If we can take the Love-Hate speech to stand in for Radio Raheem’s philosophy of life, I think the film supports the idea that he sticks with it all the way to the end. Yes, he gets angry at Sal and attacks him, but I can’t look at this image below, where he’s lying down with only one of his brass knuckles visible, and not hear him say in my head “left hand Hate KO’d by Love.”

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“Wake Up”

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Who is Spike Lee telling to “wake up”?

In the beginning of Do the Right Thing, Samuel Jackson’s character says over the radio, “WAKE UP!” While he’s speaking to the audience of his radio show in the film, the focus on his mouth and the lack of other narrative devices at play, makes me believe that he’s addressing the viewer. I feel as though Do the Right Thing, is a film that aims to illuminate the interactions, tensions and aggressions at play in racially diverse neighborhood. By adding the reminder to “wake up” in the beginning of the film, Lee almost foreshadows what his film will be about–it will wake you up. Lee wants the viewer to try to understand from another person’s point of view and potentially “wake up” to notice why violence happens.

However who is Lee telling to “wake up” when Dap yells it at all of Mission College at the end of School Daze? Unlike Do the Right Thing, this “WAKE UP!” scene is delivered at the end and in a much more explicit way. Dap is literally yelling at his classmates, enemies, and administrators, as if to tell them that their actions up to that point have been misguided and wrong. Why on an HCBU campus is their so much intra-racial tension and hate? I think Dap is also addressing the viewer, though–as if to ensure the viewer is alert to the satire and senseless animosity between black students. Is Lee suggesting that the entire film was just a dream–a non-reality–that could not, or should not exist?

 

Also, just for fun, here is Spike Lee feeling the Bern and telling the people of South Carolina to “WAKE UP”

http://www.cnn.com/2016/02/23/politics/spike-lee-bernie-sanders-endorsement/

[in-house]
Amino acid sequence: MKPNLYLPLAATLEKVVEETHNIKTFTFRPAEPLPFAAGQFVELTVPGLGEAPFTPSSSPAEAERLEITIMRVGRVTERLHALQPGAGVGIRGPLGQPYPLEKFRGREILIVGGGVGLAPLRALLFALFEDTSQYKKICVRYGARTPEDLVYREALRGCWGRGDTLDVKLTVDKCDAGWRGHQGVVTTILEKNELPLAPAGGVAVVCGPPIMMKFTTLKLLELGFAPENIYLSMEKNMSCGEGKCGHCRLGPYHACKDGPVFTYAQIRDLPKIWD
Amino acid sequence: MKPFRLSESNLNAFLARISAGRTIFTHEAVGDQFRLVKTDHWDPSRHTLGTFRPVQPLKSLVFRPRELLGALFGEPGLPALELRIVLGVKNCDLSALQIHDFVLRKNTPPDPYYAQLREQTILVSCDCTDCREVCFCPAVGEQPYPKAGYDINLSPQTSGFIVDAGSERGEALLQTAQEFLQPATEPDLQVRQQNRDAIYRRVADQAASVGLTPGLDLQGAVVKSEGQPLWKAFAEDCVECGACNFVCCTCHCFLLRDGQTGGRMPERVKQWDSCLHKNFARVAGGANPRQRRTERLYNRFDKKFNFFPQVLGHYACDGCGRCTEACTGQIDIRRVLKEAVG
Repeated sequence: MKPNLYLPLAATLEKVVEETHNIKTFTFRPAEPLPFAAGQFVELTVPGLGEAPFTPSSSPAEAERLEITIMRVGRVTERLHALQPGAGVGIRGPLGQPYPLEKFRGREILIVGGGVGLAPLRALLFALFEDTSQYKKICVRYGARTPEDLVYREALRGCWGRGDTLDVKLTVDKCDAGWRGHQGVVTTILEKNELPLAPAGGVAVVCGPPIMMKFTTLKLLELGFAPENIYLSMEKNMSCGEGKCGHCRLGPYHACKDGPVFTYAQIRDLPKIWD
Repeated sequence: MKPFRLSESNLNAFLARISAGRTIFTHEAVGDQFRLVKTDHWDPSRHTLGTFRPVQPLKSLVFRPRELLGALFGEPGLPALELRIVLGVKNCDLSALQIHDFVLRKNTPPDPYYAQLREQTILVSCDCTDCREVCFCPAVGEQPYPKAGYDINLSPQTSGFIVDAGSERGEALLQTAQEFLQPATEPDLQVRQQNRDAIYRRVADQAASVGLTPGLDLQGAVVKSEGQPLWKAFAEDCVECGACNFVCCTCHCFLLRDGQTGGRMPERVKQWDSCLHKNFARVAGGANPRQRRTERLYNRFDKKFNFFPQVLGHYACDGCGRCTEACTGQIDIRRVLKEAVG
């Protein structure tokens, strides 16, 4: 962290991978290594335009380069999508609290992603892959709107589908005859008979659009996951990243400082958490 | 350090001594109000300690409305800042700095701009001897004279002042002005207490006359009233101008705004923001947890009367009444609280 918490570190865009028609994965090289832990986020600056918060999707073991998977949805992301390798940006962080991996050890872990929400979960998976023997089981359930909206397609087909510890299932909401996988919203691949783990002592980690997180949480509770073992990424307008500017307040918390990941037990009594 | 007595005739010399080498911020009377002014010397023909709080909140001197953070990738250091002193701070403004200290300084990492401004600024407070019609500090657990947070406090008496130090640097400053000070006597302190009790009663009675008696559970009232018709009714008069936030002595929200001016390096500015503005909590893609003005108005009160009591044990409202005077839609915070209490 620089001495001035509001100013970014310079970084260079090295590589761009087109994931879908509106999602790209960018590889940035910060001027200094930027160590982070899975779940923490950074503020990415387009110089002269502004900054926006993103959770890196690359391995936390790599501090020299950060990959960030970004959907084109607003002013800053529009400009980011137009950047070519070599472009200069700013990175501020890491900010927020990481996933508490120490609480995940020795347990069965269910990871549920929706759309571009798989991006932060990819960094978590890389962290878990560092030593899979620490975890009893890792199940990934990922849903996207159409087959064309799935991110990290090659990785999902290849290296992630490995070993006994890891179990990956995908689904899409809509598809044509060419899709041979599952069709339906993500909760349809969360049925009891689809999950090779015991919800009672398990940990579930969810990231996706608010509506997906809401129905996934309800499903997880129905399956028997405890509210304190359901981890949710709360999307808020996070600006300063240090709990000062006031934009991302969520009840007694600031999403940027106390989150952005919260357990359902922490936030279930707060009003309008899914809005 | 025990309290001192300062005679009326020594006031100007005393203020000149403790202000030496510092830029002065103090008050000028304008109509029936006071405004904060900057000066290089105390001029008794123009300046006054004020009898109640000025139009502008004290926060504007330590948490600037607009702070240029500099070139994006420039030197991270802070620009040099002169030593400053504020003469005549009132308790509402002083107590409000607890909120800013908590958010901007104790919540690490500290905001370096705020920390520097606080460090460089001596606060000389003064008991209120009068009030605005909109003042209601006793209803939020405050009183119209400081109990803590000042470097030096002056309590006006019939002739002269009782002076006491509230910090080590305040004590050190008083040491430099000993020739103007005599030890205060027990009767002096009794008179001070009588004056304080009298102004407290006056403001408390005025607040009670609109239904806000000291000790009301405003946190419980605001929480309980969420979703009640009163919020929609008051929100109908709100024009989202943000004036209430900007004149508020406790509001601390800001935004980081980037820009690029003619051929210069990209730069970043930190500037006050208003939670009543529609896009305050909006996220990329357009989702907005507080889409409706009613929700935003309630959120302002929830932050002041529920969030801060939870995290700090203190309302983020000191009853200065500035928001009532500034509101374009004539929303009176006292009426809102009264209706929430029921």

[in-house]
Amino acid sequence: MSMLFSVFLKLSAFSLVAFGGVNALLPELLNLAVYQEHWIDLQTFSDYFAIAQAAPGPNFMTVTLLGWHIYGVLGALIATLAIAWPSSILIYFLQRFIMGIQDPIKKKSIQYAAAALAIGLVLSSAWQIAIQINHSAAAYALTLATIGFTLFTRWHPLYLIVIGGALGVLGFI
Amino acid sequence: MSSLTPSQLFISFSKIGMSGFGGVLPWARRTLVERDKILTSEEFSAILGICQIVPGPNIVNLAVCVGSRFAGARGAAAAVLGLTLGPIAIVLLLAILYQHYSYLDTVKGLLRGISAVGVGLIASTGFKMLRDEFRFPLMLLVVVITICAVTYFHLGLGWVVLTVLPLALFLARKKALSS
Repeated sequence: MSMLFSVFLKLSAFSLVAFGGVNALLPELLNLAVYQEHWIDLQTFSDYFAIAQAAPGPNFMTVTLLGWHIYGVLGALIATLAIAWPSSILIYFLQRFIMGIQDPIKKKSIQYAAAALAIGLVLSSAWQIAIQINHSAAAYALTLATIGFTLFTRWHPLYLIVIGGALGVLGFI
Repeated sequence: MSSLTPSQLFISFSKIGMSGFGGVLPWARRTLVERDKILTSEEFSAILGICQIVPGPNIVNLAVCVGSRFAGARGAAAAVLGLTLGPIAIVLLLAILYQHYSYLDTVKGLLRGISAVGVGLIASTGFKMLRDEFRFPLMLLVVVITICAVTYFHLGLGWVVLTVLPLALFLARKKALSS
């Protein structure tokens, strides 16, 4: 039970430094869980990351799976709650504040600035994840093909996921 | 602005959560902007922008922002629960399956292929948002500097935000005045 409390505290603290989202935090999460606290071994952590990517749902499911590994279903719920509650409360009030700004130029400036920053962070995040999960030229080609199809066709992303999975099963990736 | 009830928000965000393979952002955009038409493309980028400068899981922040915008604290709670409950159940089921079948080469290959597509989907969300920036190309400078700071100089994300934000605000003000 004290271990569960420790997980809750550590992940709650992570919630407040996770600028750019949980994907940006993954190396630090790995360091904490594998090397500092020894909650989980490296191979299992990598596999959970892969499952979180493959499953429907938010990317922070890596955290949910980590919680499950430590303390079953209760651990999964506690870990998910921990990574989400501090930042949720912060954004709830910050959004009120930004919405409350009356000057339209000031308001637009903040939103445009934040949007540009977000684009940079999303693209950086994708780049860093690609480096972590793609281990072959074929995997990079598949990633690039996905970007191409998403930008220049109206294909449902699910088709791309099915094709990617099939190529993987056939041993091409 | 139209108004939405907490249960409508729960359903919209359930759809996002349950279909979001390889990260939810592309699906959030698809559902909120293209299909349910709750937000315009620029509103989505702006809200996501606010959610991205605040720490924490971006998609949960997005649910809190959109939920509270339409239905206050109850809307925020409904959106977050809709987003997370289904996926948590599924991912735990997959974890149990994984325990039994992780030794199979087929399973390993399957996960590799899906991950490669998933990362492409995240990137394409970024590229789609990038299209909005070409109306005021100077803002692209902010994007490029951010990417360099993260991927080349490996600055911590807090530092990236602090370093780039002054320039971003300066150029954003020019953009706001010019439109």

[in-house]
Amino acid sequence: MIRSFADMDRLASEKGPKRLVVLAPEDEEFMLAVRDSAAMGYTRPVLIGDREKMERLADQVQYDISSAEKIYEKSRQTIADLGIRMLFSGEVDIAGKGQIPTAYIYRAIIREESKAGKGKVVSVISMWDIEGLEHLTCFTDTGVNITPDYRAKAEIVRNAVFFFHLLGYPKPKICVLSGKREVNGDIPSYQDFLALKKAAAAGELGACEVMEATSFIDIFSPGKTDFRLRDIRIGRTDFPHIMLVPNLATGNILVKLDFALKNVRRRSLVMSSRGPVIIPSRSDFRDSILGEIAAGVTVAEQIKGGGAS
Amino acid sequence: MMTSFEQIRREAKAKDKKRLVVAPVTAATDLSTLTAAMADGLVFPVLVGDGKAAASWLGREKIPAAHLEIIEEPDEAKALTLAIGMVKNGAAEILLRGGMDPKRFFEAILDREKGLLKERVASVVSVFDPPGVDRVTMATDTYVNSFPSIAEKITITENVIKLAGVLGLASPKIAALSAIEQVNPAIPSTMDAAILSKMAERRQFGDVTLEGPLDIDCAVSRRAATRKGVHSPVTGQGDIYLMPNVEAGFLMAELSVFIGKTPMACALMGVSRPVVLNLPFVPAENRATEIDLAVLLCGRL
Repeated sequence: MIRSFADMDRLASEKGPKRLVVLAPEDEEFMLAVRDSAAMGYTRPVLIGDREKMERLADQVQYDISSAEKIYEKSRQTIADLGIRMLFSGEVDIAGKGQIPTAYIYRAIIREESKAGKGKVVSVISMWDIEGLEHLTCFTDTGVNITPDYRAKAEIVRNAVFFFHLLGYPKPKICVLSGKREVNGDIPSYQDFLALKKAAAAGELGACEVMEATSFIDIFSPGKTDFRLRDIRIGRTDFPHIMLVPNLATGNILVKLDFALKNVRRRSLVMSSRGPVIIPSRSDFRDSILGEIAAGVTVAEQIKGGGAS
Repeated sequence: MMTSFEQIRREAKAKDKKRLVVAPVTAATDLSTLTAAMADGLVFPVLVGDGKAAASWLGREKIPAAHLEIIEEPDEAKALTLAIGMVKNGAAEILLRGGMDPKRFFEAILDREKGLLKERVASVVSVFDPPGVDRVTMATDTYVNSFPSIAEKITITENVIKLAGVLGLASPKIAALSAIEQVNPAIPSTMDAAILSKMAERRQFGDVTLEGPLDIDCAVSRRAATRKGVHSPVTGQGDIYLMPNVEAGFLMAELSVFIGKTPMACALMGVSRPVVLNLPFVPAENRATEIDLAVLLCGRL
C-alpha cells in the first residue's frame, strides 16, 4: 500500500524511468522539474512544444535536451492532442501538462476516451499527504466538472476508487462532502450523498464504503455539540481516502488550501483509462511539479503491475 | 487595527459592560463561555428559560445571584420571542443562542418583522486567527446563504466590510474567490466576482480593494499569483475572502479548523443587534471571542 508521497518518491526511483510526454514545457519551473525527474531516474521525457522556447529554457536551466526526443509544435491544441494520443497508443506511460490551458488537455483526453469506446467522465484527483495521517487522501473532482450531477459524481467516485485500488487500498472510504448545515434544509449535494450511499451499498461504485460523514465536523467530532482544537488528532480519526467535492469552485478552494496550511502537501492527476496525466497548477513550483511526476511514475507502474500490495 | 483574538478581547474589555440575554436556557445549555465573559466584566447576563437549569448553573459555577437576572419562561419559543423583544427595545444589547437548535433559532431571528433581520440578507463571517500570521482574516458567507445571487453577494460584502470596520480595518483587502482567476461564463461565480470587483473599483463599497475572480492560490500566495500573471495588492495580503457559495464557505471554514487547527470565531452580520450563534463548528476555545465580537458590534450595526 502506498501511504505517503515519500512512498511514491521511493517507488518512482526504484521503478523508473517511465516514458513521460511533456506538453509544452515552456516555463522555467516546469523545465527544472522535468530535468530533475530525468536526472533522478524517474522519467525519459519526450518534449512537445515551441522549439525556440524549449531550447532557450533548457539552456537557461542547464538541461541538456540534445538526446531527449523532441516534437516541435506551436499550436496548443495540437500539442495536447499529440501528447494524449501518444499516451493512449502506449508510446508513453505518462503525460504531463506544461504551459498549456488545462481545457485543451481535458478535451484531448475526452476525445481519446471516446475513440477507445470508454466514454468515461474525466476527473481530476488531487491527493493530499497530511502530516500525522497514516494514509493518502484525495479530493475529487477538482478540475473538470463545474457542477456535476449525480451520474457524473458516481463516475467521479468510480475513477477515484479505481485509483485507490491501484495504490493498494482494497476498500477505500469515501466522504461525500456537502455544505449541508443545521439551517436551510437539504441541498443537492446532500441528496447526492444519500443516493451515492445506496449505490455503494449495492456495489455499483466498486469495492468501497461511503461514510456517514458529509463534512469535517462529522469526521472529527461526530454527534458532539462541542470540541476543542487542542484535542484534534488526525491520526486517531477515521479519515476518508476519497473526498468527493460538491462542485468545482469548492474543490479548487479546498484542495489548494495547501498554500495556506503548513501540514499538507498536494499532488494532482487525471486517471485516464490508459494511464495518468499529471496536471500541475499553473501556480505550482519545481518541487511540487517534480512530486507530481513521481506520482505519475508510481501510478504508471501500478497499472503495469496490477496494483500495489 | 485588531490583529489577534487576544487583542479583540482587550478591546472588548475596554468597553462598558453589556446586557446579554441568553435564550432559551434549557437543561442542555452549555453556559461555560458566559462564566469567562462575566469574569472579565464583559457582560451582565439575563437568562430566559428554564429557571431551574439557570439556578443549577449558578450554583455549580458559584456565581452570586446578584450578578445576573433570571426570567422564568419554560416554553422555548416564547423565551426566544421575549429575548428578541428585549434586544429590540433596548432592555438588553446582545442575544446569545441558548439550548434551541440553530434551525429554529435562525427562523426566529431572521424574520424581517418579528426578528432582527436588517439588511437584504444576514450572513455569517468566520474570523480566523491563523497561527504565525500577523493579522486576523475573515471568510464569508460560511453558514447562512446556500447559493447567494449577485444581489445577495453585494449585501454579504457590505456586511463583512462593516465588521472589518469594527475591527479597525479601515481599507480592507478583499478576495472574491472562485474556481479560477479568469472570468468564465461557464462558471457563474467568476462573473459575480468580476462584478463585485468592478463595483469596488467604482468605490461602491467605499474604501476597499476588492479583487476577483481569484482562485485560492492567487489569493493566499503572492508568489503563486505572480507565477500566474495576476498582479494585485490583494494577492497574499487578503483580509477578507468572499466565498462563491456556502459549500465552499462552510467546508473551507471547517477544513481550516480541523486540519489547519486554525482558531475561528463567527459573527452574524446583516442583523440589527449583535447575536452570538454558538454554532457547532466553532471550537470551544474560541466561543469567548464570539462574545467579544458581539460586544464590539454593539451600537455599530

Do the Right Thing | Passive Viewership and the Panopticon

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In discussing Do the Right Thing our class discussion turned to the concept of the panopticon and the various panoptic structures featured throughout the film. We discussed the troubling surveillance of the police as well as the all-knowing presence of Mother-Sister. All of our examples featured characters in the film exerting their panoptic power over other characters. Is it possible that the film’s characters could act as a panoptic structure over the audience?

As I watched Do the Right Thing one of the main cinematic elements that became a focus was the way that characters seemed to predominately focus their gaze into the camera, especially in scenes of dialogue. Oftentimes the viewer would be looking directly into the eyes of a character as they spoke, as if they audience were engaging in the conversation themselves. I initially read this technique as a way to pull the viewer in and perhaps even make the film have an interactive feel. It read somewhat like the use of the second person  in literature. When an audience reads a “you” sentence it’s immediately jarring and engaging.

After considering the panoptic elements of DtRt, though, and the notion of viewer passivity, the effects of having the actors stare directly into the camera became more ambiguous.

A particular examples comes 47:48 into the movie, during the scene in which the actors representing various ethnicities attack each other with a slew of slurs. This moment points to other themes in the movie: the lack of solidarity in the face of oppression, the concept of community and more. But the intense eye contact then paired with Mister Love Daddy’s sudden break and call to action contributes to a skewed concept of viewer passivity. It’s interesting that the consecutive derogatory remarks are directed at the audience, but then Mister Love Daddy’s sentiment is also directed towards the viewer. They are simultaneously attacked and rendered guilty in this moment.

It’s important, though, to keep panopticism in mind. Mister Love Daddy’s comments serve as a way of policing of the audience, acting under the assumption that the viewer experiences guilt upon hearing the exchange of insults. The immediacy of the gaze creates a panoptic effect. Viewers passively sit watching the movie, and once they are immersed in the film, it’s impossible to avoid the effect of Mister Love Daddy’s call out. Perhaps panoptic power functions differently in this example, but it is still being exerted. The audience is still rendered submissive to Spike Lee’s manipulation of gaze and dialogue throughout the film.